Israel agrees to free 200 Palestinian prisoners
Monday, August 18, 2008
JERUSALEM -- Israel's Cabinet on Sunday approved the release of some 200 Palestinian prisoners as a goodwill gesture to the government of Palestinian President Mahmoud Abbas.
Earlier this month, Prime Minister Ehud Olmert told Abbas he would free some of the 9,000 Palestinians held by Israel to help energize peace talks between the two sides.
The prisoner issue is an emotional one for Palestinians, many of whom know somebody behind bars or have been imprisoned themselves. Palestinians see Israel's justice system as unfair and have elevated prisoners to hero status.
Abbas, known as Abu Mazen, has repeatedly called for a large release to boost his public standing.
"This is a gesture to Abu Mazen and the Palestinian people for the upcoming month of Ramadan," the Muslim holy month, Olmert told the Cabinet, according to a meeting participant who spoke on condition of anonymity because the proceedings were closed. Ramadan begins Sept. 1.
A statement issued after the meeting said the release was intended "to demonstrate that the release of prisoners can be achieved through talks and not through violence and the kidnapping of soldiers."
That was a reference to the capture of an Israeli soldier by Hamas-linked militants in a cross-border raid two years ago. Hamas, a rival of Abbas, is demanding release of hundreds of prisoners in exchange for the soldier.
In the West Bank, Palestinian Prime Minister Salam Fayyad welcomed the gesture, but said Israel should release even larger numbers of prisoners.
"We welcome the release of any Palestinian prisoner. It is considered a victory for Palestinians," he said during a tour of the northern village of Tubas. "We ask Israeli to change its conditions for releasing prisoners and we ask for the release of all prisoners without exception."
Israeli security officials must still approve the list of prisoners to be freed under Sunday's decision. But the Cabinet official said the release would likely include two Palestinians involved in deadly attacks on Israelis. The official said officials believe the two men, convicted in attacks that occurred in the late 1970s, were unlikely to return to violence.
Israel's official position is that Palestinians involved in fatal attacks cannot be freed. However, it has made exceptions, most recently last month when it released a Lebanese prisoner convicted of killing three Israelis as part of a swap with the Hezbollah guerrilla group.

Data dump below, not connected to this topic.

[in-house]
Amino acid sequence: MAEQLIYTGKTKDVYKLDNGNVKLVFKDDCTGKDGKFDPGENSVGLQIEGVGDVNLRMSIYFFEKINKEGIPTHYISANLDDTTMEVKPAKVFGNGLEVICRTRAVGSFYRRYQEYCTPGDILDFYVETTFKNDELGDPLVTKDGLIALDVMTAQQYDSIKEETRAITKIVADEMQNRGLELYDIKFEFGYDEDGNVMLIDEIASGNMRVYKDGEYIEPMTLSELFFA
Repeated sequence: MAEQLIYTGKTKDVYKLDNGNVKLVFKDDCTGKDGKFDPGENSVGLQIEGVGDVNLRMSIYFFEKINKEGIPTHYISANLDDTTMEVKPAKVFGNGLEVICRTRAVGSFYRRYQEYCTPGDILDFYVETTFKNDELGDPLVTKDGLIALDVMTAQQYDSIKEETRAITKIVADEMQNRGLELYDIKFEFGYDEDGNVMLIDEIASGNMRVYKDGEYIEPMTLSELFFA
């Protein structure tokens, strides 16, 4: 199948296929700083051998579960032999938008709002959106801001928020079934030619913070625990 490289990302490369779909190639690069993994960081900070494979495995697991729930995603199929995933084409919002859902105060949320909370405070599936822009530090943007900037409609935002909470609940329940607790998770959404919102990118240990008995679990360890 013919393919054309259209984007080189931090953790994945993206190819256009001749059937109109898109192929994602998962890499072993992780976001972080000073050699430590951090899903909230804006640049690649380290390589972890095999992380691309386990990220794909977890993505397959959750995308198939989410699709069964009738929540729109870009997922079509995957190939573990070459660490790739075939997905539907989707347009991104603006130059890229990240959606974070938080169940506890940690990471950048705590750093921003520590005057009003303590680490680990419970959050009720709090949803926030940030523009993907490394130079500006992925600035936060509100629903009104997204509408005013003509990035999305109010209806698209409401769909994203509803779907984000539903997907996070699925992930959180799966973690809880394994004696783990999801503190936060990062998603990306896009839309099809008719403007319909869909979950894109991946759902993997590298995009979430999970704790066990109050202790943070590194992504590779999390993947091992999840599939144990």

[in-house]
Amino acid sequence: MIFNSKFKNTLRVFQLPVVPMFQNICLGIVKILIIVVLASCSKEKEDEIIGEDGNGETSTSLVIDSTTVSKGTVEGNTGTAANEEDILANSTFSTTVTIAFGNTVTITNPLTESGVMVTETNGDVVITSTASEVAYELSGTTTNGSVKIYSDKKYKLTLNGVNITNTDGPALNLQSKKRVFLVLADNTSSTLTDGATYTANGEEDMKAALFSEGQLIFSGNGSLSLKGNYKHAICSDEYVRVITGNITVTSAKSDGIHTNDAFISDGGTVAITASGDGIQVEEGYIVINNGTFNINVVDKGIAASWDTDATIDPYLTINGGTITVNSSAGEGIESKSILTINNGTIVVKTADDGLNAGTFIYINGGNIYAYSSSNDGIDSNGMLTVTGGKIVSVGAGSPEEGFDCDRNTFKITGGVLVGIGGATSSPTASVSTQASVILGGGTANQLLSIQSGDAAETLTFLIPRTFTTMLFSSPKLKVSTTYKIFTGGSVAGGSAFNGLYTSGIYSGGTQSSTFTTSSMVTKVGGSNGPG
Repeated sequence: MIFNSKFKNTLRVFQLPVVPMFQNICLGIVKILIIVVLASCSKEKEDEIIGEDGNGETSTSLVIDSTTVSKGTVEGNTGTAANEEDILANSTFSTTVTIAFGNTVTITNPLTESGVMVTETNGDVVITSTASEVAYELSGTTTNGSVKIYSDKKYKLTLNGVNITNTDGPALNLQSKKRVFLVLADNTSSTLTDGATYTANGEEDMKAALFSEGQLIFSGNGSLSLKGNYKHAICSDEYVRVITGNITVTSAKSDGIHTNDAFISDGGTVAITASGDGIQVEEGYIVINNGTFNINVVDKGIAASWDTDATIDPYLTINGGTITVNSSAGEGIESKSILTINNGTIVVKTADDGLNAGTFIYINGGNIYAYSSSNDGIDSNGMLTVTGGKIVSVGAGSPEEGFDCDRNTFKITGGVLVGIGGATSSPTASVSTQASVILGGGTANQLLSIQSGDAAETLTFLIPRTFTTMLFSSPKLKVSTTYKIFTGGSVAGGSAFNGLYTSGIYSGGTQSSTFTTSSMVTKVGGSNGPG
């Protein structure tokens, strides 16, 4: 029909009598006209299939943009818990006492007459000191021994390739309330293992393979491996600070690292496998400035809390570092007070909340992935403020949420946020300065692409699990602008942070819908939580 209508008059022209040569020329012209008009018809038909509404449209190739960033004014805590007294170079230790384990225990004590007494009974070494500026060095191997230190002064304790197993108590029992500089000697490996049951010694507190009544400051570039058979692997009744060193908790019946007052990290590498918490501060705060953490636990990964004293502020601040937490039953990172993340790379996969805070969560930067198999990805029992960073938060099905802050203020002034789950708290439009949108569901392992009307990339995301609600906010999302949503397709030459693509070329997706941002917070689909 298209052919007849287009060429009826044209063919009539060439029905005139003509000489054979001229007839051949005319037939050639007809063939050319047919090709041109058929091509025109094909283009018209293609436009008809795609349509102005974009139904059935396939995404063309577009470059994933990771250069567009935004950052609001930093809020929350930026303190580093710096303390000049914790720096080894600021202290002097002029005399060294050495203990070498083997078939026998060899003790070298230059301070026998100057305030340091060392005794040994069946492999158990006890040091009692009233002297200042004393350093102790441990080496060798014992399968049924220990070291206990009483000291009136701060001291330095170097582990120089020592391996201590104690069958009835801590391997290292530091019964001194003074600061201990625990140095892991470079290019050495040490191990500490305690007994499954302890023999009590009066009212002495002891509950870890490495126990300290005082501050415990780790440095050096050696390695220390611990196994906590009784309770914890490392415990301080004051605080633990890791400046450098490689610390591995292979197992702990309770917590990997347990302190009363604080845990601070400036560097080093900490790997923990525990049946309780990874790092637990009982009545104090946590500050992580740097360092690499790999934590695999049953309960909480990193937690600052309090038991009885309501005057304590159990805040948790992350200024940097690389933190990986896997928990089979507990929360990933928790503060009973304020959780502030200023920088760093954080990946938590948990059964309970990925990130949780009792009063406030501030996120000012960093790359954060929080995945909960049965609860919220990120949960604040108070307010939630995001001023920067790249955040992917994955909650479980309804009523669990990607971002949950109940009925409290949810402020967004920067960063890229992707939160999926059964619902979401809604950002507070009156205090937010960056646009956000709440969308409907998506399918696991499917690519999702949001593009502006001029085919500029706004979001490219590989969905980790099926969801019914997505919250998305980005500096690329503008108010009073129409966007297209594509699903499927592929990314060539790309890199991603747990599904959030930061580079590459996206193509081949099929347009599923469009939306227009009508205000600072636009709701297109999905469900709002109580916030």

The Israel Prisons Authority said Sunday that Israel is holding about 9,000 Palestinian prisoners.
Also Sunday, Palestinian militants fired a rocket at Israel, the military said. An Israel-Hamas truce that took effect June 19 is supposed to stop rocket attacks and Israeli reprisals. Hamas charged that the report of the rocket attack was falsified by Israel.
The Cabinet decision followed Olmert's announcement last month that he will leave office as he battles a corruption investigation. Palestinians have been seeking assurances that the peace talks, which began with great fanfare at a U.S.-sponsored conference last November, will continue despite Israel's political turmoil.
Olmert has said he is determined to press ahead with peace efforts as long as he is in office. His Kadima Party is scheduled to choose a new leader next month, but because of Israel's complicated political system, his term could extend into next year.
Olmert and Abbas had hoped to reach a peace agreement by the end of the year, though both sides have scaled back those expectations.
Israeli officials also said Sunday's vote was meant to send a message that Abbas can make progress through peaceful means, in contrast to his opponents' efforts to use force and abductions against the Jewish state.
As Israel tries to negotiate a peace deal with Abbas, it has boycotted Hamas, which it considers a terrorist group. Hamas violently seized control of the Gaza Strip from Abbas' forces in June 2006.
In Gaza, Hamas spokesman Sami Abu Zuhri said the Israeli prisoner release aimed to widen internal Palestinian divisions between Hamas and Abbas' Fatah movement.